scorecardA judge is beginning to hear testimony in the strangling death of a prominent college feminist
  1. Home
  2. Education
  3. A judge is beginning to hear testimony in the strangling death of a prominent college feminist

A judge is beginning to hear testimony in the strangling death of a prominent college feminist

A judge is beginning to hear testimony in the strangling death of a prominent college feminist
EducationEducation3 min read

The preliminary hearing in a case surrounding the death of a prominent college feminist began on Wednesday, the StarTribune reported.

Grace Rebecca Mann, a 20-year-old Mary Washington University student, was allegedly murdered in her home by male roommate Steven Vander Briel in April.

Kathryn Erwin and Holly Aleksonis were the other two roommates in the off-campus housing where Mann and Vander Briel lived. They provided chilling testimony about the day that Mann was killed, alleging they found Mann under the comforter on her bed with her hands bound with a sweater and a belt and a plastic bag over her head.

They also claimed that Vander Briel told them that he and Mann got into an argument that turned physical.

"I slapped her. She bit me and I strangled her," Erwin quoted Vander Briel as saying, according to the Washington Post.

We reached out to Vander Briel's lawyer and will update this post if we hear back.

Before Mann's death, there had been months of mounting concern voiced by Mann and other female students who said they felt unsafe on the Virginia campus prior to her death. The group, called Feminists United, filed a disturbing complaint with the Department of Education asking it to investigate the college.

Mary Washington, a public liberal arts university with about 4,000 students, condoned a sexually hostile environment that disregarded students' safety, the complaint says. It also says female students were abused over Yik Yak, an anonymous social media app that lets people post, or "yak," to people in a 10-mile radius.

University of Mary Washington


UMW held a memorial service for Grace Mann and offered counseling services to grieving students.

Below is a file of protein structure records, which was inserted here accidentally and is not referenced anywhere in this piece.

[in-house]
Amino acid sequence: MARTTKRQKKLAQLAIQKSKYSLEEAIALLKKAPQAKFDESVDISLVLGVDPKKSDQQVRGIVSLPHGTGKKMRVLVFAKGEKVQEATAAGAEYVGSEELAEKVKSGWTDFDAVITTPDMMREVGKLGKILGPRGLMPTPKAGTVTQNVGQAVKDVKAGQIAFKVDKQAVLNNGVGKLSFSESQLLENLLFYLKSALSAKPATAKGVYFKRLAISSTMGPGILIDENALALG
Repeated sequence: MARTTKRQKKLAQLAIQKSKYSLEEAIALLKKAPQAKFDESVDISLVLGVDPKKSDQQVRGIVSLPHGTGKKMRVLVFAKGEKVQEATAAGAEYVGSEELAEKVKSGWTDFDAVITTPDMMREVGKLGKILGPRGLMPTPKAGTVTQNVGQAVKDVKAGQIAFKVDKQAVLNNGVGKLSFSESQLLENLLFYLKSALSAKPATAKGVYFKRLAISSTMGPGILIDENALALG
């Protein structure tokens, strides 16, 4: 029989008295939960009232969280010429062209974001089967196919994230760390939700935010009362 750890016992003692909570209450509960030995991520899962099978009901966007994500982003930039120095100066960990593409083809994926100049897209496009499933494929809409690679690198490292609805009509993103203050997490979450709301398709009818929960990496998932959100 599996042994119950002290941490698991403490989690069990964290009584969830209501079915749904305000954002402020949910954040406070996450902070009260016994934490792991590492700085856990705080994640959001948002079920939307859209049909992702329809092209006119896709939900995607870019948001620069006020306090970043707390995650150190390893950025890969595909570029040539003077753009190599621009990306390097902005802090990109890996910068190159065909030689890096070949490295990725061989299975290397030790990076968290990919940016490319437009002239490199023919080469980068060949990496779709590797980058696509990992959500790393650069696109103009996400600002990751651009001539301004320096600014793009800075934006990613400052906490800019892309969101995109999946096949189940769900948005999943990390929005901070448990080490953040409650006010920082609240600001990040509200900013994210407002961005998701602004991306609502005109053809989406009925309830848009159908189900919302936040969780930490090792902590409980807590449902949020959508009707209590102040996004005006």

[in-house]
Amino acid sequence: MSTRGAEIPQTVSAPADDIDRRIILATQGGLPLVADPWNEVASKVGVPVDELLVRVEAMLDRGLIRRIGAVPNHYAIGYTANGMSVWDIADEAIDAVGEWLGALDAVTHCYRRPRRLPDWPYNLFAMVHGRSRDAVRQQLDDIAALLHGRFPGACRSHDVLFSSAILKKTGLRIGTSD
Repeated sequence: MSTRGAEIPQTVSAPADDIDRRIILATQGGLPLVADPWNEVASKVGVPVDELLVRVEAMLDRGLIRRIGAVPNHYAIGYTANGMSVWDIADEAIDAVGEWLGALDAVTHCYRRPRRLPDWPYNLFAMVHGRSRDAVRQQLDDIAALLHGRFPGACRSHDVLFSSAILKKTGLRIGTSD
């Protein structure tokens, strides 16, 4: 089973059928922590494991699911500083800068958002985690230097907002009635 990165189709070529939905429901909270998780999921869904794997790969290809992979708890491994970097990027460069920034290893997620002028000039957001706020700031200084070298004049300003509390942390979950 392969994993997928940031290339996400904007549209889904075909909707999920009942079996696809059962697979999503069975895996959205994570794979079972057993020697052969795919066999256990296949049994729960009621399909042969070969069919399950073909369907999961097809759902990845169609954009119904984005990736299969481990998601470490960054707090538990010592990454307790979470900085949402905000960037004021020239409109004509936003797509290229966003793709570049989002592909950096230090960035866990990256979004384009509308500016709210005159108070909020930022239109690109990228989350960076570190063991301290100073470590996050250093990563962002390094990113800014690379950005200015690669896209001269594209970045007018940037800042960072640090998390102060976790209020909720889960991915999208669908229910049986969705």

Members of Feminist United allegedly received over 700 "yaks" about the group as a whole or individual members, many of which were threatening or overtly sexist.

And it claims that though the administration was alerted to the situation, nothing was done to protect students.

For its part, Yik Yak says the app isn't intended for threatening or inappropriate statements and that the app guards against misuse.

A number of safeguards are in place, such as warnings and moderation, to guard against abuse, according to Yik Yak.

Feminists United allegedly became the target of vitriol on campus after a member of Feminists United wrote an op-ed for the school newspaper accusing the university of being an unfriendly place for feminists.

That op-ed cited the men's rugby team at UMW as an example of her claims, pointing to a chant of the team's that supposedly mentioned "violence against women, including murder and battery, sexual violence against women, including assault necrophilia, and rape."

The rugby team's violent and sexually explicit chant then leaked, exacerbating anger against Feminists United on Yik Yak, according to the complaint. The complaint also said Yik Yakers used racist epithets and told African-American students to "Go back to Africa."

There's evidence suggesting that members of Feminist United did indeed feel unsafe before Mann's death. On March 23, the group posted this chilling message on its Facebook page:

To all of our members, if at any time you feel unsafe or threatened, or just need someone to talk or vent to, please feel free to reach out to any of e-board, or at least have someone you trust that you can talk to. If any of you receives any threats, however, please also make sure to contact the UMW police! No matter what happens, remember that Feminists United is here to support our members, and that your safety and well-being comes first.

The University of Mary Washington says that it has been actively engaged with members of Feminists United and other students to address issues of safety and campus culture throughout the year. It will cooperate fully with the Office of Civil Rights regarding the concerns in the complaint, a representative told Business Insider.

The members of Feminists United are continuing to grieve the loss of Mann, the daughter of a local judge. In addition to being on the executive board of Feminists United, she had been appointed to the university president's task force on sexual assault, according to The Washington Post.

Feminists United is remembering her on its Facebook page.